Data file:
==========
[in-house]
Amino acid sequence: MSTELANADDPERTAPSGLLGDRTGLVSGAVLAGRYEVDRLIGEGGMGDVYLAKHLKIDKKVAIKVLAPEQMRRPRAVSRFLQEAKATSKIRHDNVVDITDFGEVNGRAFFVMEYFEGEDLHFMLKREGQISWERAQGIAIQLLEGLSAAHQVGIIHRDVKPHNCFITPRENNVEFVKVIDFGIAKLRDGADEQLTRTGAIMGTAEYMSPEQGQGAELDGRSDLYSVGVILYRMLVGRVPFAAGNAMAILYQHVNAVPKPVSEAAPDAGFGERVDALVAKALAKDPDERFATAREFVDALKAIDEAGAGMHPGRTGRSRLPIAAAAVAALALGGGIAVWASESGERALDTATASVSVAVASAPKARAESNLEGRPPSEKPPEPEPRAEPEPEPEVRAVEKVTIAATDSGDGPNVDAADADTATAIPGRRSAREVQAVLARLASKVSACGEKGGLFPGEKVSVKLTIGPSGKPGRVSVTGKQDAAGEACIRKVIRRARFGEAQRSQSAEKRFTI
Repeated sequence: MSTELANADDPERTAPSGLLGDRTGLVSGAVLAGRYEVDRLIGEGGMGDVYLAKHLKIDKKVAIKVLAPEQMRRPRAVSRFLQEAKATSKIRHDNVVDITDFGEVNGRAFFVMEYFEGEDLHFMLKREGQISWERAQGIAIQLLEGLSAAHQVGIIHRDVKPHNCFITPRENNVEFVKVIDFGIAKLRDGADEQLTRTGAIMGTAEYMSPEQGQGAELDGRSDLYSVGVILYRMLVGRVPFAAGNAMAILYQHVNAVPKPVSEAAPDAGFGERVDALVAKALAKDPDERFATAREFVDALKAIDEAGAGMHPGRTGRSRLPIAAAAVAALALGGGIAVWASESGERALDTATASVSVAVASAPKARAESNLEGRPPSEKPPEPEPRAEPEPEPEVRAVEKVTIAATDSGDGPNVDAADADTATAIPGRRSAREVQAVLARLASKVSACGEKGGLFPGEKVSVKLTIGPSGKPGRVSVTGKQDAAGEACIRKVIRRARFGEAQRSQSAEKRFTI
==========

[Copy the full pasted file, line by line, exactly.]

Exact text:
[in-house]
Amino acid sequence: MSTELANADDPERTAPSGLLGDRTGLVSGAVLAGRYEVDRLIGEGGMGDVYLAKHLKIDKKVAIKVLAPEQMRRPRAVSRFLQEAKATSKIRHDNVVDITDFGEVNGRAFFVMEYFEGEDLHFMLKREGQISWERAQGIAIQLLEGLSAAHQVGIIHRDVKPHNCFITPRENNVEFVKVIDFGIAKLRDGADEQLTRTGAIMGTAEYMSPEQGQGAELDGRSDLYSVGVILYRMLVGRVPFAAGNAMAILYQHVNAVPKPVSEAAPDAGFGERVDALVAKALAKDPDERFATAREFVDALKAIDEAGAGMHPGRTGRSRLPIAAAAVAALALGGGIAVWASESGERALDTATASVSVAVASAPKARAESNLEGRPPSEKPPEPEPRAEPEPEPEVRAVEKVTIAATDSGDGPNVDAADADTATAIPGRRSAREVQAVLARLASKVSACGEKGGLFPGEKVSVKLTIGPSGKPGRVSVTGKQDAAGEACIRKVIRRARFGEAQRSQSAEKRFTI
Repeated sequence: MSTELANADDPERTAPSGLLGDRTGLVSGAVLAGRYEVDRLIGEGGMGDVYLAKHLKIDKKVAIKVLAPEQMRRPRAVSRFLQEAKATSKIRHDNVVDITDFGEVNGRAFFVMEYFEGEDLHFMLKREGQISWERAQGIAIQLLEGLSAAHQVGIIHRDVKPHNCFITPRENNVEFVKVIDFGIAKLRDGADEQLTRTGAIMGTAEYMSPEQGQGAELDGRSDLYSVGVILYRMLVGRVPFAAGNAMAILYQHVNAVPKPVSEAAPDAGFGERVDALVAKALAKDPDERFATAREFVDALKAIDEAGAGMHPGRTGRSRLPIAAAAVAALALGGGIAVWASESGERALDTATASVSVAVASAPKARAESNLEGRPPSEKPPEPEPRAEPEPEPEVRAVEKVTIAATDSGDGPNVDAADADTATAIPGRRSAREVQAVLARLASKVSACGEKGGLFPGEKVSVKLTIGPSGKPGRVSVTGKQDAAGEACIRKVIRRARFGEAQRSQSAEKRFTI